Artist Jeremy Dennis addressed a crowd at Keystone College last week ahead of the opening reception for his exhibition “The Promise of Idle Time.”

A tribal member of the Shinnecock Indian Nation in Southampton, N.Y., Dennis explores indigenous identity, culture and assimilation through contemporary fine art photography.

The exhibition features two series of his photography: “Nothing Happened Here” and “Rise.”

“It’s such an honor to have a solo exhibition at Keystone College,” Dennis said.

Before discussing his work on display at Keystone, Dennis shared his background and how he came to create “The Promise of Idle Time.”

At Stony Brook University in 2008, his collegiate art education began with studying painting, drawing, print making and sculpture.

“Eventually, I found myself producing digital photographs, which made the most sense to me,” he said, looking to photographers such as Philip-Lorca diCorcia, Cindy Sherman and Jeff Wall for inspiration. “All of the photographers I look up to for inspiration look at photography and visual art the same way we think of cinema and filmmaking.”

Their finished products often resemble a still taken from a film scene.

Borrowing a technique from Wall, Dennis also enjoys recreating memories. Rather than taking a photo in a moment, he might draw a sketch to remember it, then recreate the scene later on to photograph.

While taking art history courses, Dennis noticed the subject matter primarily revolved around western art, and he graduated pondering a question: “I really loved the work, but I wondered as an indigenous person, where are the Native American representations?”

Dennis has traveled all around New England photographing Native American powwows, and following his graduate education at Penn State University, he launched “On This Site” in 2016 with a Dreamstarter Grant from the nonprofit Running Strong for American Indian Youth.

A piece from “The Promise of Idle Time” by Jeremy Dennis

“On This Site” features an interactive online map highlighting significant indigenous sites on Long Island and their history, some of which Dennis has photographed.

Through “Rise,” he reflects on the Pequot War of 1636, the King Philip’s War of 1675 and the fear of indigenous people in New England after this time period.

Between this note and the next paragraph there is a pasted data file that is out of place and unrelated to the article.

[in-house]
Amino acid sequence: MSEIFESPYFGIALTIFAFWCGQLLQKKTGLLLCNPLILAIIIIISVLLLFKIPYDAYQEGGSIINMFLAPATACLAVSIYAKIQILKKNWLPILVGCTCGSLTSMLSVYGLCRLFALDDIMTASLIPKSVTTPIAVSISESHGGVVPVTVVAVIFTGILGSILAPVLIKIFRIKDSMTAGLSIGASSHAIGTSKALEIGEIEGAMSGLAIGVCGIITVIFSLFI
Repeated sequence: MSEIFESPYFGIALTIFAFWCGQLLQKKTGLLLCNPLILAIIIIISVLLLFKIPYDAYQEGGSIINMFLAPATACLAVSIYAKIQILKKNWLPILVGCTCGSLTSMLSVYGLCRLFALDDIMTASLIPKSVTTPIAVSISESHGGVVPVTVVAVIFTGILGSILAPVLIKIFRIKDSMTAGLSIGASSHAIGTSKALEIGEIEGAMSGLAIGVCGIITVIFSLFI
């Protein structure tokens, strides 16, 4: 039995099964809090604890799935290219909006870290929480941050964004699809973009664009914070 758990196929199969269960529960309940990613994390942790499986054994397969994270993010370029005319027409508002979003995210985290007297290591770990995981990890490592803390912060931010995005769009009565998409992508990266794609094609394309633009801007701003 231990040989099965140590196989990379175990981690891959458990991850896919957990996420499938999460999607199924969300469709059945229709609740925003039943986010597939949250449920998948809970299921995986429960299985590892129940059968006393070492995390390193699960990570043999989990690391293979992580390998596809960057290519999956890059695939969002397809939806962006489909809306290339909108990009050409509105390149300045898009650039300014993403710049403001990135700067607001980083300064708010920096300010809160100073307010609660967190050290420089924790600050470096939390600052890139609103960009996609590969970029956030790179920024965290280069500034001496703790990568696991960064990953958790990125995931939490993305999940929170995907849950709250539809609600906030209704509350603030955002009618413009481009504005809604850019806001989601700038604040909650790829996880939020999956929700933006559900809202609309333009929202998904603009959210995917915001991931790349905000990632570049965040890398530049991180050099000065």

The series also focuses on the “ongoing subtle fear of indigenous people in the United States.”

“The title ‘Rise’ is important to me because when we think about indigenous people and contemporary time, I think that there is a compelling prospect that there could be rising or rebellion,” he explained.

The series also utilizes parallels with zombies and popular culture, he said.

The extensive research about indigenous history that has gone into Dennis’ work led him to another question: “Why is all this information new to me? Why is indigenous history something that we skim or dedicate a page to in our history books?

The title “Nothing Happened Here” was fitting for his intentions because the phrase seems to be a common narrative of America before perhaps the 19th century, he said.

Rather than acknowledging the presence of the indigenous people who were already there, he said people often imagine it as a blank canvas before colonization.

The photos depict people oblivious to the fact that they have been impaled with arrows, which Dennis said represent the physical burden of the history of colonization in America.

“By creating these images of people with arrows sticking out of them, I’m sort of proposing that same idea,” he said. “Nothing is really happening here and they might not even know it as well, if you look at their faces.”

Dennis said people may question why he created a series depicting white people being impaled, and assured that he does not carry resentment or anger towards them.

“I’ve always used art as a platform to talk about difficult issues and even in this series, I feel like there’s going to be some discomfort approaching the subject,” he said. “It is perhaps time to talk about reconciliation, reparation and land return.”

“The Promise of Idle Time” by Jeremy Dennis remains on display at Keystone College in the Linder Gallery located in the Miller Library until Nov. 23.

For more information about Dennis and his work, visit